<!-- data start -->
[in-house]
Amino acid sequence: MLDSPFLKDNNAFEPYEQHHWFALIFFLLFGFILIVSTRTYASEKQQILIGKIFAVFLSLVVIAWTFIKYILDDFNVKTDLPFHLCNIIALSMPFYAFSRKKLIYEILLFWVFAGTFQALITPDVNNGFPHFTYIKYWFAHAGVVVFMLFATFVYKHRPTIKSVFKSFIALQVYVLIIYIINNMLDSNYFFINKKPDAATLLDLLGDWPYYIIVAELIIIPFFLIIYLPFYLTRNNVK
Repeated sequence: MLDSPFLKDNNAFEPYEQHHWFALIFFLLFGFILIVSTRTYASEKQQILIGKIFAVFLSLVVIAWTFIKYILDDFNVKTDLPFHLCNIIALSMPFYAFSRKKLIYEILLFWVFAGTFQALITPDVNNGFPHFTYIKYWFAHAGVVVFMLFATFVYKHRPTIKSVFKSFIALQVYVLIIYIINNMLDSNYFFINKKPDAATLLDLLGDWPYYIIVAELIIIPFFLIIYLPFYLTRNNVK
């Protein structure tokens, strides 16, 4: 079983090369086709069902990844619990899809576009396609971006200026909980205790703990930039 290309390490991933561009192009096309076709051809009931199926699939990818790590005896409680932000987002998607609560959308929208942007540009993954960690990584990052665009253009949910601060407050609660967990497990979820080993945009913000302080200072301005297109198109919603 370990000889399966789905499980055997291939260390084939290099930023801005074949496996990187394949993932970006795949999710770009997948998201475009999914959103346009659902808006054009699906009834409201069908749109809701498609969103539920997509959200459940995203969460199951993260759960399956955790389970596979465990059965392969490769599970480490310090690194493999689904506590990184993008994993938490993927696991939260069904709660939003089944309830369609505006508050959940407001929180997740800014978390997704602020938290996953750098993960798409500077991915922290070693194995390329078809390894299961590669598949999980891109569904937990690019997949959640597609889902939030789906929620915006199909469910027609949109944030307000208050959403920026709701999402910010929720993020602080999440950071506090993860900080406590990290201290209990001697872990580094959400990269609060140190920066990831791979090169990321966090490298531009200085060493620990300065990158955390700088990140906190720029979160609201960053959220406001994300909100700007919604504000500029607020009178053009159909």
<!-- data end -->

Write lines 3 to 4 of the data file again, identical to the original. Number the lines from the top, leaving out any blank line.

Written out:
Repeated sequence: MLDSPFLKDNNAFEPYEQHHWFALIFFLLFGFILIVSTRTYASEKQQILIGKIFAVFLSLVVIAWTFIKYILDDFNVKTDLPFHLCNIIALSMPFYAFSRKKLIYEILLFWVFAGTFQALITPDVNNGFPHFTYIKYWFAHAGVVVFMLFATFVYKHRPTIKSVFKSFIALQVYVLIIYIINNMLDSNYFFINKKPDAATLLDLLGDWPYYIIVAELIIIPFFLIIYLPFYLTRNNVK
């Protein structure tokens, strides 16, 4: 079983090369086709069902990844619990899809576009396609971006200026909980205790703990930039 290309390490991933561009192009096309076709051809009931199926699939990818790590005896409680932000987002998607609560959308929208942007540009993954960690990584990052665009253009949910601060407050609660967990497990979820080993945009913000302080200072301005297109198109919603 370990000889399966789905499980055997291939260390084939290099930023801005074949496996990187394949993932970006795949999710770009997948998201475009999914959103346009659902808006054009699906009834409201069908749109809701498609969103539920997509959200459940995203969460199951993260759960399956955790389970596979465990059965392969490769599970480490310090690194493999689904506590990184993008994993938490993927696991939260069904709660939003089944309830369609505006508050959940407001929180997740800014978390997704602020938290996953750098993960798409500077991915922290070693194995390329078809390894299961590669598949999980891109569904937990690019997949959640597609889902939030789906929620915006199909469910027609949109944030307000208050959403920026709701999402910010929720993020602080999440950071506090993860900080406590990290201290209990001697872990580094959400990269609060140190920066990831791979090169990321966090490298531009200085060493620990300065990158955390700088990140906190720029979160609201960053959220406001994300909100700007919604504000500029607020009178053009159909």